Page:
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View Full Version : New to VertexPaint (**** it Jim,I'm a doctor, not a VP man)



hrgiger
09-02-2004, 03:51 PM
So,I've been using Lightwave for the last couple of years now but I've dismissed using vertex paint up until now and have been opting instead to paint my weight maps manually. I made a simple object today with a few skelegons and fired up Vertex paint and I have to say I think I like it.
I just have a few questions though.
First, and I don't expect a yes answer to this one but I don't suppose I can change the viewport controls? It's sort of "messiah" like meaning whenever I rotate the view, it does the opposite of what I think it should. No? I didn't think so.
Secondly, I Notice it paints with different preset values like 20%, 60%, etc....I'm assuming that it just weights it up to that amount and then the deformations rely then on the bone falloff? Also, if I have my brush set on 20%, will it go above that amount if I paint over the same area twice?

I would appreciate any advice or tips you could give me on using Vertex Paint to paint my skelegon weight maps. Thanks mucho.

Mattoo
09-02-2004, 07:11 PM
Not sure what you mean about the navigation control stuff being like Messiah... never used it. :confused:

As to your second question, you apply the weight values based on whether you have it set to add, replace, subtract etc.. So if you have it set to 20% and it's on "add", then everytime the brush is painted over a certain vertex it increases it by 20%.
However, it won't automatically normalise while you paint (like Maya), so it's easy to go over the 100% mark (which can cause unwanted results). To combat this I often find my self going to the pull down menu and hitting the "normalise" button. It should certainly be the last thing you do before leaving Vertex Paint.
This is all a bit hazey - it's been a while since I did any serious weighting, but that's what I remember of it. It was certainly more intuitive than the normal LW weighting.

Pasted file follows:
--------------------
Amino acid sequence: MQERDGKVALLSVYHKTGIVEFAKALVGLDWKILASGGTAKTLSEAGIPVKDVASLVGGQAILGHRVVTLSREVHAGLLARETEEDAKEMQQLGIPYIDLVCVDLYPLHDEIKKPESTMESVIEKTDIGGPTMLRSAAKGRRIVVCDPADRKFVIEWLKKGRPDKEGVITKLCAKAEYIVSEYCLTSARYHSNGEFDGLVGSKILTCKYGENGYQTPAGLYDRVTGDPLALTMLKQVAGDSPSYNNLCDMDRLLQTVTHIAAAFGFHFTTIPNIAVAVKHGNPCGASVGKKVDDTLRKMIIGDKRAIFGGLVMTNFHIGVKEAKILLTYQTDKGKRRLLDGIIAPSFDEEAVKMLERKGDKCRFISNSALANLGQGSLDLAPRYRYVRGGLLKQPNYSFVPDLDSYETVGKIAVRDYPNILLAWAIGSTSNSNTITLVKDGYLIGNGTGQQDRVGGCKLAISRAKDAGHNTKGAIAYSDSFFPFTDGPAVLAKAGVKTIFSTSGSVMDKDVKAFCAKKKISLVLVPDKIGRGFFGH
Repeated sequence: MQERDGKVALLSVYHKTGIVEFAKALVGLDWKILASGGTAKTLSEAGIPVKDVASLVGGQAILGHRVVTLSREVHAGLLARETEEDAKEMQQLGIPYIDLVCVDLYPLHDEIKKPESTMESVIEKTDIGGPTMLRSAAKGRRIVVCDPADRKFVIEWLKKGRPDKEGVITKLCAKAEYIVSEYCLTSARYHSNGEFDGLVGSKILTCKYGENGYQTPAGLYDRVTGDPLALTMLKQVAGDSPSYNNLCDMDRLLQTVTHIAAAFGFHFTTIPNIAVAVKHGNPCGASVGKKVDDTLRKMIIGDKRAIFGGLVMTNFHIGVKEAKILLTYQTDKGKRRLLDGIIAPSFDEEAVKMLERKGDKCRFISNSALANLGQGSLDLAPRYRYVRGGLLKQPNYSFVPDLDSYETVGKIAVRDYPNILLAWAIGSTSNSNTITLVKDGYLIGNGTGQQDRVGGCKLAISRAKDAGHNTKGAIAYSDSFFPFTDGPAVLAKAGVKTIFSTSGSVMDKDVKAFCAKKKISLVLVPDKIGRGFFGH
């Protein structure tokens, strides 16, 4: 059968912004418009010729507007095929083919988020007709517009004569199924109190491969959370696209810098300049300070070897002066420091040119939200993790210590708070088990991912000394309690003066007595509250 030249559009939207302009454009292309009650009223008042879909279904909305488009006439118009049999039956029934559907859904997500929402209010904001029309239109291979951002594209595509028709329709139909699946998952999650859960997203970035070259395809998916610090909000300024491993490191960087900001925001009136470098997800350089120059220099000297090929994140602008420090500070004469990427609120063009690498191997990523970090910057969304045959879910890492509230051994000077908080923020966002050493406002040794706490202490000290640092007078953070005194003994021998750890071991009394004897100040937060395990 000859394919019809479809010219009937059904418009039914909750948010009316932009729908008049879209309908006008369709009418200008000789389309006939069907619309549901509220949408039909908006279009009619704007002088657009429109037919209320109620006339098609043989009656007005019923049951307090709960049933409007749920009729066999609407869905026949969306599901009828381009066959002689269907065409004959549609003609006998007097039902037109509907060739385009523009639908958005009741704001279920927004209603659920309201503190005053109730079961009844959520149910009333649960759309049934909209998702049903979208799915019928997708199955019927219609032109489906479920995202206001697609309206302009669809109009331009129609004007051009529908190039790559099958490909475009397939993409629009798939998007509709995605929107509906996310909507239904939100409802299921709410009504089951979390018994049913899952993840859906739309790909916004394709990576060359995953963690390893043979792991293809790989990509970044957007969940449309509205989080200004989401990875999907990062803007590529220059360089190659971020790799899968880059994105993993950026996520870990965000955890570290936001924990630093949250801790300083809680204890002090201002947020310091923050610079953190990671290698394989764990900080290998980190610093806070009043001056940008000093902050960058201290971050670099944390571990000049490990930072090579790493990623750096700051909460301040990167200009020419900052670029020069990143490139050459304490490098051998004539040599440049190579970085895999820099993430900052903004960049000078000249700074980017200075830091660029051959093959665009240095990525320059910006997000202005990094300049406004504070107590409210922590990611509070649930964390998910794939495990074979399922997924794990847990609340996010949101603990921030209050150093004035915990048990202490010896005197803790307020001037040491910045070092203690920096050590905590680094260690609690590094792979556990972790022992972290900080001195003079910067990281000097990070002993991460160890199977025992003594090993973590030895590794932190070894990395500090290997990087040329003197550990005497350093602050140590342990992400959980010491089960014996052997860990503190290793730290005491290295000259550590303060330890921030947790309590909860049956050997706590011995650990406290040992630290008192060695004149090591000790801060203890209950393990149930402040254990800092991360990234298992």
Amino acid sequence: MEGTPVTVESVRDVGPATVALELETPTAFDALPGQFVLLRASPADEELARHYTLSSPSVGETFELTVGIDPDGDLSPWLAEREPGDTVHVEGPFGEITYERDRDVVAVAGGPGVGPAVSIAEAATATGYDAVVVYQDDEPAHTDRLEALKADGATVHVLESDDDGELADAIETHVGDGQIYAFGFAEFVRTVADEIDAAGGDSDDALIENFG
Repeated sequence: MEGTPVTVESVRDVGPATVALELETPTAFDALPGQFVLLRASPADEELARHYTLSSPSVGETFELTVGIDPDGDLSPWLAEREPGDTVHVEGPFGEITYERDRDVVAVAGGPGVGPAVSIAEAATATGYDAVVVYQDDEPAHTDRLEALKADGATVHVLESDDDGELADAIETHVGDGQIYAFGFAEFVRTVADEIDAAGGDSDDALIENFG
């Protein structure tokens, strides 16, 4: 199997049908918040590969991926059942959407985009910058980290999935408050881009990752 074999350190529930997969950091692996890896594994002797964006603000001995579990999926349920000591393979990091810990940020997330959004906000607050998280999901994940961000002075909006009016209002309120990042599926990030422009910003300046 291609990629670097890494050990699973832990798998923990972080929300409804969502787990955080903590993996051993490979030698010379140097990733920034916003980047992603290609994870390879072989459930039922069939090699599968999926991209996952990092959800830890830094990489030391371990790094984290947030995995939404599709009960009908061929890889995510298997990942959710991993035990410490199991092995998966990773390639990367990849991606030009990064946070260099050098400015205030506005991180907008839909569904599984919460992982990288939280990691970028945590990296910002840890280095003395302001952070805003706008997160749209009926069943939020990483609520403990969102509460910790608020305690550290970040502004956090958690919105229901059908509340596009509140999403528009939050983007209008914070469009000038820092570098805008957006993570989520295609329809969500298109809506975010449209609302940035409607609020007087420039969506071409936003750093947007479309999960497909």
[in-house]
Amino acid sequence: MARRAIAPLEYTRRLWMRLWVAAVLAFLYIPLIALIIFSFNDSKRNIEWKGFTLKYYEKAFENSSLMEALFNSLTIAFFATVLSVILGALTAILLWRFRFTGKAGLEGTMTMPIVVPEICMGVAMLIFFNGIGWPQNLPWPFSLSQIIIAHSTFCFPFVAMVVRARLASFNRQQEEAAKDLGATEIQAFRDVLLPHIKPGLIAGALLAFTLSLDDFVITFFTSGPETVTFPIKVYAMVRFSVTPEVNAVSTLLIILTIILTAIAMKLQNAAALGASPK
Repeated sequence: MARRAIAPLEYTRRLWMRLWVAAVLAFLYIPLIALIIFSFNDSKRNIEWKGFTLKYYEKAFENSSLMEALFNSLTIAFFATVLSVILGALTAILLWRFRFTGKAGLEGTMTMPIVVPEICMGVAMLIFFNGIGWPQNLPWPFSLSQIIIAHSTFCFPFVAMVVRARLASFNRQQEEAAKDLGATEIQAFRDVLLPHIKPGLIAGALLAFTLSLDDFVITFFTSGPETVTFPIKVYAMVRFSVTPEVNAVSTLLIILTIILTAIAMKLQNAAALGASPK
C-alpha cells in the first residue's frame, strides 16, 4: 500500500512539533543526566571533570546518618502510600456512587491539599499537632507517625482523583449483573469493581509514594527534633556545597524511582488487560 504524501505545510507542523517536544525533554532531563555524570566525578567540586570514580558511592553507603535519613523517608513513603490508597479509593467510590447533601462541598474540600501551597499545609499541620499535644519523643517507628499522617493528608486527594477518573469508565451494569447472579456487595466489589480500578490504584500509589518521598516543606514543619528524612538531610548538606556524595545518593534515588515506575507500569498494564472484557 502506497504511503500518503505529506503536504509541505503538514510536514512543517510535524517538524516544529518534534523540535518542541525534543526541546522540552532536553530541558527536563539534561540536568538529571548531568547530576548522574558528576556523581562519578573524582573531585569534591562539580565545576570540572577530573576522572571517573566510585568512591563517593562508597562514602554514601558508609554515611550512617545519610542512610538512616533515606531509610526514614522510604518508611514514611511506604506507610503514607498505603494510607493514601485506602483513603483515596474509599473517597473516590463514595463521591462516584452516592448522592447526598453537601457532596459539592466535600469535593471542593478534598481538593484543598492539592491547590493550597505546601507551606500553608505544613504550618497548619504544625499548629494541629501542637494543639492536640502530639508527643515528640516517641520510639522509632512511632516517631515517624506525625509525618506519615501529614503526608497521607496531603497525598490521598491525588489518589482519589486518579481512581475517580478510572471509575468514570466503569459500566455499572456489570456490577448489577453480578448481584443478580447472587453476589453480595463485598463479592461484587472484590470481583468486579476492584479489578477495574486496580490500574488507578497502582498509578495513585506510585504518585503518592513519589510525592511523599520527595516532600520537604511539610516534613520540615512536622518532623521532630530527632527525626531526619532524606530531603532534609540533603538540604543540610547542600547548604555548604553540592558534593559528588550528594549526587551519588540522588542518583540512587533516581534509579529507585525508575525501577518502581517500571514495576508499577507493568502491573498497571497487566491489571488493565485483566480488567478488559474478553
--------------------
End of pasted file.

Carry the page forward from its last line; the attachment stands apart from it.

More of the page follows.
Dodgy
09-03-2004, 03:43 AM
remember as well you can cut your object into multiple layers to paint them, then paste them back together and merge them when they're done. Very handy for doing those tricky to do areas...

hrgiger
09-03-2004, 11:55 AM
Wouldn't you rather hide them from within vertex paint? If you cut the model up, won't there be harsh break lines in the weight maps once everything is put back together?

BTW, thanks for the responses.

Dodgy
09-03-2004, 04:02 PM
Well usually I copy the bone which would cover the end of the arm say, then that covers you from the harsh end. Plus of course you can then do the same to the the rest of the mesh. It all works out :)

Axis3d
09-03-2004, 04:44 PM
Vertex paint is one of those hidden gems in Lightwave. The thing I really like is that, while you are painting your weights, you can rotate your bones to see the deformation. If any points are left behind you can just paint them and they will snap into place instantly.

Also, you can rotate the bone pitch and get that set up quickly. You don't need to use the Edit Bones command in the Modeler menus.

Vertex Paint automatically creates the relationship between the bone and the weightmap. Layout only does this when you convert skelegons into bones and the bones have the exact same names as the weight maps. You can have different names in Vertex Paint. Sure, you could use the Skelegon Tree, but that is a bit more cumbersome.

You can paint weights quickly for a symmetrical object. If you paint the weight for the Left Arm bone, you can then Copy, select the Right Arm bone, then Paste -X.

Right-click and dragging will change the size of your brush interactively.

If you find that you are painting "through" the object, and only want to paint on the polys facing you, click on the "Front" button next to the Brush Size. I tend to paint with a very tiny brush as to not over spray too much, since you are only painting the points and not on the polys anyway.